Patriotism scarce? No, it abounds in many forms
As the Fourth of July, that most patriotic of American holidays, approached last week, Bill O’Reilly and Charles Krauthammer on Fox News ginned up the specter of a patriotism crisis in the country.
They were concerned – very concerned – over a number from a Pew Research Center report. “New poll, Charles,” O’Reilly offered as he set up Krauthammer’s response. “As adults, do you often feel proud to be an American? Fifty-six percent indicated they do, the rest 44 percent — big number — saying, ‘No, not often.’”
The Washington Post’s Erik Wemple pretty much dismantled the Faux News bit on his blog the next day. As any pollster or sociologist knows, the way you ask a polling question will sharply alter the response.
The Pew study, Wemple reported, “posed a series of statements and asked whether the sentiment ‘applies’ to the respondent. For the patriotism question, it asked whether folks feel that way ‘often,’ rather than just as a general proposition. (It’s worth noting that 34 percent said “sports fan” applied to them, a number that strikes me well below what conventional wisdom might suggest.)
Worded with less nuance, other polls have yielded results that should reassure anyone worried about the state of patriotism. More than a dozen Pew polls since 1989 have asked people if they agree “I am very patriotic.” Twenty-five years ago, the percentage was 89 percent – as it was the last time the question was asked two years ago. In between, it hovered between 89 and 92 percent.
What, after all, is patriotism? Is it the remark of Navy hero Stephen Decatur early in the 19th century, admittedly stripped of nuance in its frequent retelling, “my country, right or wrong?” Did Wisconsin Sen. Carl Shurz get it right when, citing that phrase, he continued: “My country; and my country is the great American Republic. My country, right or wrong; if right, to be kept right; and if wrong, to be set right.”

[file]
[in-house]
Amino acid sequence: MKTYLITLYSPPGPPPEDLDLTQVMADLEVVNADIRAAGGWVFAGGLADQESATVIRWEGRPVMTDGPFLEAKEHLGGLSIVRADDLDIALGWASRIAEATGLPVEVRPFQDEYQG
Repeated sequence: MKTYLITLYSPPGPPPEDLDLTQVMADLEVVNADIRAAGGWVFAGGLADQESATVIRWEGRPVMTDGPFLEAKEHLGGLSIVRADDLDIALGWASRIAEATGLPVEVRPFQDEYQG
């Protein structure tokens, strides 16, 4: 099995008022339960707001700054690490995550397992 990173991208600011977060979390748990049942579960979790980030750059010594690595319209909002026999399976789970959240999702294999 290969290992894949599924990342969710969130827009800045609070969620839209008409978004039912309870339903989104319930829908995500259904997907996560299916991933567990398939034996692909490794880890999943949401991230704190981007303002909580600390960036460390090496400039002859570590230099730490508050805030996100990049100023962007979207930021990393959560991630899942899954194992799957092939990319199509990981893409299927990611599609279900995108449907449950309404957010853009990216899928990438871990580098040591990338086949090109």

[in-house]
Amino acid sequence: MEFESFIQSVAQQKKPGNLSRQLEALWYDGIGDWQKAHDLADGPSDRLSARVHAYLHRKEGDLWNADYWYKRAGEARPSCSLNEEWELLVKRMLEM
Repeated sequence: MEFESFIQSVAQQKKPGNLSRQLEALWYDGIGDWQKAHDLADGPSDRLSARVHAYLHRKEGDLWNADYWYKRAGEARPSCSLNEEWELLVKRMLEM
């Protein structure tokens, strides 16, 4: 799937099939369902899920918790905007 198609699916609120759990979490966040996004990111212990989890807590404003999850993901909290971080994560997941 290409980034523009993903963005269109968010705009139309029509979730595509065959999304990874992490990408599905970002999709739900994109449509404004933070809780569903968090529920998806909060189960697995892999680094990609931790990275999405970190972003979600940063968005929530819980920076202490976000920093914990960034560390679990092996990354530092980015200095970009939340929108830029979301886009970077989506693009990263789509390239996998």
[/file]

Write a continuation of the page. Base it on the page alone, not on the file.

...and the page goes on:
I came of age in the 1960s. Debates raged – it’s hard, today, to remember or convey the intensity and violence of those angry days – over whether those who questioned our engagement in Vietnam were traitors – or patriots who wanted to set right a wrong country.
Leonard Pitts on this page Tuesday quoted reactions to the Civil Rights Act of 1964, including Sen. Richard Russell of Georgia “who called it a work of ‘manifold evils’ and Arizona Sen. Barry Goldwater who called it a “monstrous instrument of oppression.”
Wrong though he was on that score, was Goldwater a patriot? Most certainly so.
So, too, were those who through the civil rights movement challenged 200 years of oppression. Derided by foes as un-American and even communist, they had a zeal for the core values of this republic that saw them, for example, die trying to uphold them 50 years ago in “freedom summer.”
Will Eric Snowden, who leaked thousands of government documents, be remembered as a traitor who undermined security or a patriot who ignited an important debate over government surveillance?
Our reverence for a person’s patriotism can be a shape-shifter. John Kerry, long admired for his patriotism in serving in Vietnam, was pilloried as a presidential candidate by other swift boat veterans as a fake. George W. Bush was challenged by his opponents for evading active service in that same Vietnam War. But whatever you think of his policy response to 9/11, he rallied the country with force and eloquence in the attack’s immediate aftermath.
Patriotism, like so much, is complicated.
But is it in short supply? I don’t think so – especially if you embrace its many forms.
Bob Ashley is editor of The Herald-Sun. You can reach him at 919-419-6678 or firstname.lastname@example.org.